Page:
speaker suggestions- $1200 or so

Hi- Right off, I feel sorta sheepish, as I am working with some distinct limitations on $$ available and hearing issues so assert any claims to be an audiophile; but i do really care about hearing the music I love as best as i can. so here goes: I have a 'old' NAD 2200 PE (1988) and NAD 1155 (1988) with a Denon cd from the same era. My room is basically 12x14x8/9' ceilings, with an extension into a second room of the same size (can use french doors to split the rooms. I play a solid combination of jazz, singer/songwriter, world and alot of Dylan. I play very little classical stuff. I do have a moderate hearing loss in the mid-range. Consequently, with the aforementioned constraints, I am looking for speakers with very clear mid and upper end, transient sound, and solid, though not necessarily deep lower end. Given my hearing issue, I highly value sound clarity at lower volume. I have done alot of net reading and there seems to be many choices out there. I know that, in the end, regardless of recommendations, the truth is in the listening. At this point, I am tending towards the Green Mountain Audio Europas, the Axioms 22ti with sub or the M80.
I would most appreciate and look forward to reading your suggestions. Thanks for your time.
To achieve realism in playback, not only is the transparency of the speakers a cardinal rule, but the acoustics of the room as well: since they interact directly upon each other.

The enclosed cabinet (box) speaker designs, though the more popular, are the worst case scenario in that their enclosed dynamic drivers radiate in a spherical 360 degrees, exciting every possible sound pressure zone and room mode in the space they operate in. And they offer more direct reflection problems as well, for the same reason. They also have inherent cabinet resonance problems that are not adequately solved by porting.

Those 'audiophiles' who aspire to 'true to the original' tend to end up with dipole designs, aleviating most of such acoustic problems.

That is, ELS, or electrostatic (like Martin-Logan); planer/ribbion (like Magnapan), or the best of both worlds, the open baffle dynamic driver designs (Audio Artistry, Gradient Revolution). They rather radiate in a figure 8 pattern, front to back, with an off axis radiation of about only 30 degrees. Not exciting those pesky room modes in the first place, and reducing direct side reflections. They also can accomplish a seamless integration throughout the frequency range never achieved by other designs.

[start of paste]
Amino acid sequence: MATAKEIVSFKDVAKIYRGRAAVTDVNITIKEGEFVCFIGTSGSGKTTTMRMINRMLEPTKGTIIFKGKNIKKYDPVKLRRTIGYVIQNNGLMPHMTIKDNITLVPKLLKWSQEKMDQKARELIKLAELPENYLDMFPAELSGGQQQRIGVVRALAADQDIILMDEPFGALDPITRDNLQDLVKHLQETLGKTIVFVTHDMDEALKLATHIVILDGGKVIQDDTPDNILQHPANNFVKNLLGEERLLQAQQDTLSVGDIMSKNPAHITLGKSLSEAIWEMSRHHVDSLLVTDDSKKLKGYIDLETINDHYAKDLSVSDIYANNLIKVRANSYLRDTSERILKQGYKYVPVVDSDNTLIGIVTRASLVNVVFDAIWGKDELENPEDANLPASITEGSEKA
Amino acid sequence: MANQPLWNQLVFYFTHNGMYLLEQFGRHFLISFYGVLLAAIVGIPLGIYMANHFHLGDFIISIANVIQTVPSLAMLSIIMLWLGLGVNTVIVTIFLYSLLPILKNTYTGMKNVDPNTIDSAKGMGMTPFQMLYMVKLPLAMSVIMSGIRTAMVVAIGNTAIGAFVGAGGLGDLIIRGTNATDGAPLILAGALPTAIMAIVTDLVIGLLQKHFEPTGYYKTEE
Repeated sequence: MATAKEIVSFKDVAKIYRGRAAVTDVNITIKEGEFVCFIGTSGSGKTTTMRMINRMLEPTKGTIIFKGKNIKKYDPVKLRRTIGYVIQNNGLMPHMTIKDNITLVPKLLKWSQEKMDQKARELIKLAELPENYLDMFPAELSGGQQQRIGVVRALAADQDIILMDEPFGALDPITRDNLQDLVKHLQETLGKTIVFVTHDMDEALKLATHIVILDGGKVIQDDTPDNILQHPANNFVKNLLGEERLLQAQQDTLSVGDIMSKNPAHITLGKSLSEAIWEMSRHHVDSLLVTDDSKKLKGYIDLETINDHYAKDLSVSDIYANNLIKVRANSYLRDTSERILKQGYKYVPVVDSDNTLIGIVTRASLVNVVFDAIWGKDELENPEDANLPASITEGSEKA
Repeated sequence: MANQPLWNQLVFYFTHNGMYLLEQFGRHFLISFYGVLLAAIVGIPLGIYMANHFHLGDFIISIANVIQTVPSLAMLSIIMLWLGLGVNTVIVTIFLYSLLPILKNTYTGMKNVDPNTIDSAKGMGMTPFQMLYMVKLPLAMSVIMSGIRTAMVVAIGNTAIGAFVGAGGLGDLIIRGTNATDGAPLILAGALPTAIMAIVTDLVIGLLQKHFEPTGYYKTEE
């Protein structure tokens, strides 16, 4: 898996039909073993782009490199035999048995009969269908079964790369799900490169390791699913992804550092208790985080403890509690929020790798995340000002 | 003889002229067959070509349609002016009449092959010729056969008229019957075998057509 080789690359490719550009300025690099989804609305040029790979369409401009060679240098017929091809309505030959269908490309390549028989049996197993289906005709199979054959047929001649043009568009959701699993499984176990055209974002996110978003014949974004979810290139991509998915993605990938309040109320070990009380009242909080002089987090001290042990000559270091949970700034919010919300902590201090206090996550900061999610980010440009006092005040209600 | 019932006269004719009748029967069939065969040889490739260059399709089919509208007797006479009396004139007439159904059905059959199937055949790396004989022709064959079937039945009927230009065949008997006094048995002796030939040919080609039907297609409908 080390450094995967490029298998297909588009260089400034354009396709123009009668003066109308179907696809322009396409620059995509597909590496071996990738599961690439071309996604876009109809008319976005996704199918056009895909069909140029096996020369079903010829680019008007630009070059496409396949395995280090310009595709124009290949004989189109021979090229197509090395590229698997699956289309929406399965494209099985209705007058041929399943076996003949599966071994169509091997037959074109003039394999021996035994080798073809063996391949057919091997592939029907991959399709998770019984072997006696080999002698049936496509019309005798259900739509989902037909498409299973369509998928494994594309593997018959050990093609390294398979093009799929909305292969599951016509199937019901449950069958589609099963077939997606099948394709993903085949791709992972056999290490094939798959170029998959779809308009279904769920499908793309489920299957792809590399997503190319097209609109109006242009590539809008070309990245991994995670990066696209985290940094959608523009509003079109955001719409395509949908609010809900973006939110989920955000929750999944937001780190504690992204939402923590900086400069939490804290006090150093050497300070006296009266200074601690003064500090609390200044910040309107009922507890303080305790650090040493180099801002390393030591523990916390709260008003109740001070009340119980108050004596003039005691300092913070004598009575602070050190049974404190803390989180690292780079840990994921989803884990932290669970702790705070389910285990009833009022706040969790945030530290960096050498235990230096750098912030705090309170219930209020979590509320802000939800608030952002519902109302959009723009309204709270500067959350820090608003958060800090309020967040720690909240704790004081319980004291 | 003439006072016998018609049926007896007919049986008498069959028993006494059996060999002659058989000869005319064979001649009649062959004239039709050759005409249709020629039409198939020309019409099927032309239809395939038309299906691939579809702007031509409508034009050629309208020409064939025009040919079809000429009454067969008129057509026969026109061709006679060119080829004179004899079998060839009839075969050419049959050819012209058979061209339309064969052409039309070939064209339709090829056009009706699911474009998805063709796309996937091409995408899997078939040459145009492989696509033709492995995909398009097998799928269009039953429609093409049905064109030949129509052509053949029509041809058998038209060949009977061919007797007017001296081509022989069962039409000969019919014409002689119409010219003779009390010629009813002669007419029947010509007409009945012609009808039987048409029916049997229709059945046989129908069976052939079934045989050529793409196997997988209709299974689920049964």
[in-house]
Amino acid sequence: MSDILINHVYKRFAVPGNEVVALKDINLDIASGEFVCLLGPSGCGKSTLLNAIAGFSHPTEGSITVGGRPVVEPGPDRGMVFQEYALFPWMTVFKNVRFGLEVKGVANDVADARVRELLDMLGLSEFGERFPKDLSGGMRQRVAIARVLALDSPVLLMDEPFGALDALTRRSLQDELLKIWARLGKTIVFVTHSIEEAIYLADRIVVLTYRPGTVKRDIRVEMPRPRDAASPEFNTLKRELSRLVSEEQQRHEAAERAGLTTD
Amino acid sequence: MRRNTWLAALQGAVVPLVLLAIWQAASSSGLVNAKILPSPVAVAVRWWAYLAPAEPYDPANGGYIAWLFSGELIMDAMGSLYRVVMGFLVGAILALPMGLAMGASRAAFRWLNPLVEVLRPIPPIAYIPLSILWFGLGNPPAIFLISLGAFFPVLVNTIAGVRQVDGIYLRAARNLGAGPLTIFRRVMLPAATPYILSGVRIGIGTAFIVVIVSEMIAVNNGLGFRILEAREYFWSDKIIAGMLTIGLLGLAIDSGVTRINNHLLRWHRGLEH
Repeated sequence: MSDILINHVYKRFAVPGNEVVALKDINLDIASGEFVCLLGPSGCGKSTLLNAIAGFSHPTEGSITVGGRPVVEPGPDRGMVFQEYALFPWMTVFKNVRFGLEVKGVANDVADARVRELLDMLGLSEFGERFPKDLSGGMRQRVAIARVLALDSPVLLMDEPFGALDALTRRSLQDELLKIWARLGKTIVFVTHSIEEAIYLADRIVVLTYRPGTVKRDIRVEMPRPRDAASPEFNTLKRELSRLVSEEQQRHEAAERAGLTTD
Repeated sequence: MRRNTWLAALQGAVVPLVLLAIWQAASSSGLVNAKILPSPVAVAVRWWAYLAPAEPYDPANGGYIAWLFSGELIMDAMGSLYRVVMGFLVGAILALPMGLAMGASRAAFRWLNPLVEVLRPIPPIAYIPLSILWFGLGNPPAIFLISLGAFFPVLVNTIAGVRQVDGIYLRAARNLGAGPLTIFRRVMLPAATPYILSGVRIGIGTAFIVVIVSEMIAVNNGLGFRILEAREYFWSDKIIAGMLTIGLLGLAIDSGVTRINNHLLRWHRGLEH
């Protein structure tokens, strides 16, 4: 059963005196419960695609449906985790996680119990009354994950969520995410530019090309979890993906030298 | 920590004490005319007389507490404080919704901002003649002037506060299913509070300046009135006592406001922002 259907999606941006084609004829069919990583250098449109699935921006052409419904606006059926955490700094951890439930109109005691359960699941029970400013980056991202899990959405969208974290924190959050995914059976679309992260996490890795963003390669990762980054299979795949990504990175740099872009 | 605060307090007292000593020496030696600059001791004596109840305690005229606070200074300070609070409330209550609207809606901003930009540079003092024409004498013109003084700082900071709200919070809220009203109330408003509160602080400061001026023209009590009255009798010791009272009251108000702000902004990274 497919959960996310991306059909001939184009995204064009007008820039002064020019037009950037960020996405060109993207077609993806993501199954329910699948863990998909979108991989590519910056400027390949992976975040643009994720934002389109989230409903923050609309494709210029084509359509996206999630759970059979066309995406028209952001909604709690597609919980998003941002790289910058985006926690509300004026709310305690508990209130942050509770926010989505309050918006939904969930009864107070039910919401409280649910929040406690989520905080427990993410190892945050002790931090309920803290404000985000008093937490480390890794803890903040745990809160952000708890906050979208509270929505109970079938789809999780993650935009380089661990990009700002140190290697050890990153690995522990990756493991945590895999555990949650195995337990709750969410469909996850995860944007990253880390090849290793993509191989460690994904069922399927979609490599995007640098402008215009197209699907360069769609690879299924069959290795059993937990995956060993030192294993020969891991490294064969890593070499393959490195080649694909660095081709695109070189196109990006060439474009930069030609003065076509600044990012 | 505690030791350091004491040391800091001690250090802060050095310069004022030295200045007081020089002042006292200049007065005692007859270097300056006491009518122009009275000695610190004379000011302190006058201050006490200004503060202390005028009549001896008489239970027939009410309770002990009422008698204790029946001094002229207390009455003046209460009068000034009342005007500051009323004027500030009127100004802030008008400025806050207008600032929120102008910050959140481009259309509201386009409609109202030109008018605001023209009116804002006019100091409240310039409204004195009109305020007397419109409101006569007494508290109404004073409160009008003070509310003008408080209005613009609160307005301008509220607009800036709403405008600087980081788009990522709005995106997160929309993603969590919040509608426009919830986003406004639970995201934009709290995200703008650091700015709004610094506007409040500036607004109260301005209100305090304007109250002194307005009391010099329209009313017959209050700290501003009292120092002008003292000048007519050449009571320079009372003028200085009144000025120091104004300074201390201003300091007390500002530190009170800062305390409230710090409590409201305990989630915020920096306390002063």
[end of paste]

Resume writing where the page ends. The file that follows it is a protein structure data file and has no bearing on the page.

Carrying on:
For those on a budget the little 'Maggies' (1.6 model), offer limited low frequency range, but pristine upper bass, mid, and highs. Especially suited to small rooms. Popular and usually available on the preowned market within your budget I believe.

Open baffle DIY woofers can be added to extend the bass with high degree of accuracy in keeping with the main panels http://www.linkwitzlab.com /Phoenix/Woofers.

The next in priority is a distortion free amp to power the selected speaker system. The vintage Hafler DH-200/220 100/125wpc is usually available for $200; or Muse 160 at 175wpc for $7-1400; ATI is in my opinion the best build quality/performance value ranging from 60wpc up at $500-$2k; or the pricy Bryston, and the luxurous Jeff Rowland line. All comparable performers at a wildly swinging price range. Hmmm. Interesting :-)

Once there, the music should be so involving, that concerns for the top end gear, cables and tweaks, will diminish for all but the 'Monk' types. I kid the fanatics :-) ...which is anyone that does it more than you do.

Try listening to the source material with reference earphones (Shure ER2 $100, test results at http://www.linkwitzlab.com /Reference Earphones) and compare to what you hear through the system and the room. Now the truth, then you can deal with it in effective, realistic ways.

Also reviewed at the site is an option to EQ (equalize) earphones to individual hearing. If you are not into electronics, perhaps you know someone willing to do it for you.
Before I upgraded my stereo to Musical Fidelity amp and cd player I used an older NAD 7175PE receiver, 75W. It is probably similar to your NAD in its sound characteristics. I purchased a pair of Paradigm Studio 40 v.3's. They listed for $1100.00 in October 2003. I also listen to jazz and a lot of Dylan along with classical on occasion. My listening room is about 20 X 15. The Paradigm's sounded very good with NAD. They are a brighter speaker than a similar B&W, for example. They matched the warmer sounding NAD quite well. Look at Paradigm's website for the specs and pics of the Studio v.3 series. They are certainly worth checking out.
valinar and didactic - t hanks for responses. at some point i will upgrade, but for the foreseable future, i will stick with NAD, which seems to do 'fine'. will check out the paradigm studio 40 v.3's; the 'brightness' is a plus, for me. any thougts re the green mountain? lots of good press, as did the axiom m80s, lest i forget, the alternative of going with the m22s and a sub, or some other monitor and sub , for example the quad 12L. all these options ...